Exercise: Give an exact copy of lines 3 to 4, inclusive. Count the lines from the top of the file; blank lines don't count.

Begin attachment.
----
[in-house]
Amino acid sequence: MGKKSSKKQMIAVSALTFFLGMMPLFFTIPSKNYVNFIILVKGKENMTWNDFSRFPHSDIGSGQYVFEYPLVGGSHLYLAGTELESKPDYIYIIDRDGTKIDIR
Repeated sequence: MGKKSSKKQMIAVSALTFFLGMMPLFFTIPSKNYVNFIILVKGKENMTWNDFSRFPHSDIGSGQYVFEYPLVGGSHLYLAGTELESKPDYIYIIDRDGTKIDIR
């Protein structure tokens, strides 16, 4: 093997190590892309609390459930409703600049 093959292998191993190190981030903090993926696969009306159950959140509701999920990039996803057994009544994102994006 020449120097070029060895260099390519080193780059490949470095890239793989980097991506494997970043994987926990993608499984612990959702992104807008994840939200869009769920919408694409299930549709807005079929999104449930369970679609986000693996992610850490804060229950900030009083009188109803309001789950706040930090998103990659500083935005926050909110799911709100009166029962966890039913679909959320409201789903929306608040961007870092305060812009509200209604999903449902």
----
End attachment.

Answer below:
Repeated sequence: MGKKSSKKQMIAVSALTFFLGMMPLFFTIPSKNYVNFIILVKGKENMTWNDFSRFPHSDIGSGQYVFEYPLVGGSHLYLAGTELESKPDYIYIIDRDGTKIDIR
């Protein structure tokens, strides 16, 4: 093997190590892309609390459930409703600049 093959292998191993190190981030903090993926696969009306159950959140509701999920990039996803057994009544994102994006 020449120097070029060895260099390519080193780059490949470095890239793989980097991506494997970043994987926990993608499984612990959702992104807008994840939200869009769920919408694409299930549709807005079929999104449930369970679609986000693996992610850490804060229950900030009083009188109803309001789950706040930090998103990659500083935005926050909110799911709100009166029962966890039913679909959320409201789903929306608040961007870092305060812009509200209604999903449902």